Building a New Elite for the Post-Kim World

26 03 2010

by Andrei Lankov (DailyNK,2010-03-25)

When considering the future of North and South Korea, we can see that the time has come to raise an alternative elite, the kind that meets the expectations of the modern world and has no relationship with the Kim Jong Il regime.

But since it is impossible to participate in any political activity or gain a great deal of knowledge while inside North Korea, this kind of elite can only be formed in South Korea. For North Korean intellectuals with a sense of the modern world, South Korea is a base from which they can go into action and even receive an education. The birthplace of the alternative elite is the defector community in South Korea.

In 2010, the number of defectors in South Korea reached 20,000. The number of defectors is growing, and their social backgrounds are very different from those who escaped in the 1990s and after. Most of the defectors who crossed over to South Korea in and after the 1990s were farmers, laborers and soldiers. Being realistic, it is difficult to view them as talented people who could have been converted into an alternative elite.

However, there are a growing number of exceptions now. First of all, there are intellectuals among the defectors. Secondly, there are quite a lot of people who are young, talented and eager to get educated. The number of juvenile defectors who need to be educated in South Korea has now reached 1,800.

[…] Among the defectors in South Korea today are writers, poets, journalists and people working in the movie industry. But most of them find it difficult to continue their creative lifestyles. The experiences that are the themes in their work are, of course, close to the reality of North Korea. However, it is a matter of regret that South Korean mainstream society is indifferent to both North Koreans and their experiences. Under such conditions, works that deal with North Korean life are not marketable. This is why North Korean artists cannot make a living in creative activities without external support.

There are various ways to support them. Giving financial support to North Korean writers, supporting magazines and publishing companies that publish their work and promoting exhibitions by North Korean painters are just some of the examples. Broadcasting stations for North Korea such as Free North Korea Radio can act as a base of financial support for the alternative elite.

While it is important to help North Korean elites, however, it is more important to pursue the formation of a new North Korean elite group. Intellectuals who were educated in North Korea know well about the reality of the country, but they face a lot of obstacles in learning modern knowledge. On the contrary, young North Koreans can learn about world class technology and knowledge when educated in South Korea.

But I find a lot of problems when I listen to the experiences of defectors studying in South Korean universities. Most either quit school or are regularly absent. Of course some leave school because of a lack of ability, but for many of them the reason why they do not graduate does not have anything to do with their ability at all.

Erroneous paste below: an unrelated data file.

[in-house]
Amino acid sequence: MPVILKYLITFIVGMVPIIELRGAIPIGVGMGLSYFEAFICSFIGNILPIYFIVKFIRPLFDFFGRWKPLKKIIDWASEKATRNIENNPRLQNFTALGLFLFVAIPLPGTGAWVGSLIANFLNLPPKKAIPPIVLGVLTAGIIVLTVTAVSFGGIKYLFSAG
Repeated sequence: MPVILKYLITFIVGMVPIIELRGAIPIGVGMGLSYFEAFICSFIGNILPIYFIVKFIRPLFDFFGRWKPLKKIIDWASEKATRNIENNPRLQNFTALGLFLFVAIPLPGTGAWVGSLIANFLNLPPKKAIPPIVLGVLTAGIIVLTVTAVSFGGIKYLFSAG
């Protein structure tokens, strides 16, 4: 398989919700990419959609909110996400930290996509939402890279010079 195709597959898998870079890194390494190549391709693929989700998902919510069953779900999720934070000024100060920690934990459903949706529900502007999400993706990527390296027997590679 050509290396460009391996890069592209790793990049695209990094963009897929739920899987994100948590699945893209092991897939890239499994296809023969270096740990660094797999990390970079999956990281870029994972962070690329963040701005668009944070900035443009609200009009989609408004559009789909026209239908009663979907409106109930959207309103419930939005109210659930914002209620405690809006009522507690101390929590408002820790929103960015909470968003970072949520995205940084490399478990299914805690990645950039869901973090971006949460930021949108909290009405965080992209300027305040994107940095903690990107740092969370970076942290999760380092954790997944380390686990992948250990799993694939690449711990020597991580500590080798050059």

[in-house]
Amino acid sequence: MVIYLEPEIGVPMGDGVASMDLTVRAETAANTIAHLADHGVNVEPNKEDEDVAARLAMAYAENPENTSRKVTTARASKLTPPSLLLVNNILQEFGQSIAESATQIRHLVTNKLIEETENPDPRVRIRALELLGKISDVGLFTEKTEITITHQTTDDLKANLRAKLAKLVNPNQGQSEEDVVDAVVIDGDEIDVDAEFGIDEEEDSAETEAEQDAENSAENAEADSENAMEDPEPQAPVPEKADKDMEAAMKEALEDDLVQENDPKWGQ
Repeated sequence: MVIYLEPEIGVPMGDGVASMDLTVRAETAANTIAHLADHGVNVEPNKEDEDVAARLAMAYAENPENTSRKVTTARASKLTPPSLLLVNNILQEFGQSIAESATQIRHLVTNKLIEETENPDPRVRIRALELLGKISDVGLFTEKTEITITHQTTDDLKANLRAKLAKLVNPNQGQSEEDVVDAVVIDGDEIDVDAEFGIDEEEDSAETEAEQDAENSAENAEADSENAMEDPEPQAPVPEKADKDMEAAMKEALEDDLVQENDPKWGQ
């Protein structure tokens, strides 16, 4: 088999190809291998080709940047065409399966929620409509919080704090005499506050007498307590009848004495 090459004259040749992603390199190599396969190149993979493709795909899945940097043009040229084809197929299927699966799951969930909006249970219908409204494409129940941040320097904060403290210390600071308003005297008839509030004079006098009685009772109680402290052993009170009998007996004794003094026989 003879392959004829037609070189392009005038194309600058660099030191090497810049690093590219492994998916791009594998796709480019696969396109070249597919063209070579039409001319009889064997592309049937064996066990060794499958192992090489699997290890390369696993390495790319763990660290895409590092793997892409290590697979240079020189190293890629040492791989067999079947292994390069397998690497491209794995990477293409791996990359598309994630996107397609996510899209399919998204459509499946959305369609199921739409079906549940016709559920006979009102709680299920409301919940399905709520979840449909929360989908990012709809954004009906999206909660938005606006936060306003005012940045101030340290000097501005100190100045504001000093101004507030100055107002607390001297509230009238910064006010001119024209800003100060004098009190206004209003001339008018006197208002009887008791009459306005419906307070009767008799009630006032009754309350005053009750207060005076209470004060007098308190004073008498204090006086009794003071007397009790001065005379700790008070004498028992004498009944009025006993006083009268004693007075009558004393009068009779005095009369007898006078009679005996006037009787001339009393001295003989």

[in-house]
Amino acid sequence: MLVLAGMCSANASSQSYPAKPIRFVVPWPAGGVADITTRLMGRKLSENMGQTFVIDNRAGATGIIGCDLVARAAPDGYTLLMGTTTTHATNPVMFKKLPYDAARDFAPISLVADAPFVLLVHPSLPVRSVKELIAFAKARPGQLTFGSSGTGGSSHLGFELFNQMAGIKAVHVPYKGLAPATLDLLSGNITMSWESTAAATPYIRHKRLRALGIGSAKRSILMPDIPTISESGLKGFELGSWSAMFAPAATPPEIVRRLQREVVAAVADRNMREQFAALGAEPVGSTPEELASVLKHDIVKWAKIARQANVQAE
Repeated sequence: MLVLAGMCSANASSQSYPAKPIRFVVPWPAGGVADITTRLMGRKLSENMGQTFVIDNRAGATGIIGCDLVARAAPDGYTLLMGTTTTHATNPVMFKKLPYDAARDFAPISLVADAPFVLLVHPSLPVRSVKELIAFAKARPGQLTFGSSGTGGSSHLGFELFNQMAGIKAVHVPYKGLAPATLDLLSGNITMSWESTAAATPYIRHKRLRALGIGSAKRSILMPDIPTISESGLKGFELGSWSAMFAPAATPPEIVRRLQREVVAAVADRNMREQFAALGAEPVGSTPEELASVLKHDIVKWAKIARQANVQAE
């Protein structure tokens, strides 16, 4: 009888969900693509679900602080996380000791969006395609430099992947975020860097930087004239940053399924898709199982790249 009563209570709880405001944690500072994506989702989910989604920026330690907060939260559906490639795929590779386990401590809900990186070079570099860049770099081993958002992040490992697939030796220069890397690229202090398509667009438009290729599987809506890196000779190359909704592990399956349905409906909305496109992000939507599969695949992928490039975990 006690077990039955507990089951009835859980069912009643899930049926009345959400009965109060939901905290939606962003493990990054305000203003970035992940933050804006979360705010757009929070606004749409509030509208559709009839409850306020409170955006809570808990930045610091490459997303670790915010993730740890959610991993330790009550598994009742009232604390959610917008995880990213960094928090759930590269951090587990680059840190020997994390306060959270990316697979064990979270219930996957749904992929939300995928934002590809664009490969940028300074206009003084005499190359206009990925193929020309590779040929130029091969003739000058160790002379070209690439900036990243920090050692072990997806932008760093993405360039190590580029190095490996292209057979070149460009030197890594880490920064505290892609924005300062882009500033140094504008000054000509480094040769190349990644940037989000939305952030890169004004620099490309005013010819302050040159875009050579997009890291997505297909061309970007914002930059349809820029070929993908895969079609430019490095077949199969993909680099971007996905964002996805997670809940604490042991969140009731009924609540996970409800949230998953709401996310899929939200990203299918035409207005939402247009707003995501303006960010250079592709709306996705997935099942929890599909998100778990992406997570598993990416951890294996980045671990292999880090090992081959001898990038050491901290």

[…] We can also see how difficult it is for North Korean students to study when we consider the economic status of defector families. The income of a North Korean family is about 50 percent of that of a South Korean family. This forces them to put more effort into making a living than studying hard, and those defectors who could serve as the future elite cannot focus on their studies because they have to support themselves.

This is why we should consider providing scholarships for defector students. Current scholarships support them only with tuition fees. However, considering the financial problems North Korean students suffer, that is far from enough. Not all the defector students should receive living expenses and scholarships. It is a better policy to provide opportunities to those students who are determined to perform the role of future elite.

This method is not only economic, but it also encourages them to study harder. 25 to 30 percent of the whole defector student community would benefit. Of course, in order to select nominees objectively, there should be well-organized evaluation standards with grades and an interview at their core.

It would be a good idea to provide those top students with a living expense subsidy of 400,000 won to 500,000 won a month and a scholarship for graduate school. This program is not a big pressure. Scholarships could be provided by the government, but there will be only about 100 students who deserve the scholarship in the whole country, so any foundation or social organization would be able to support them, too.

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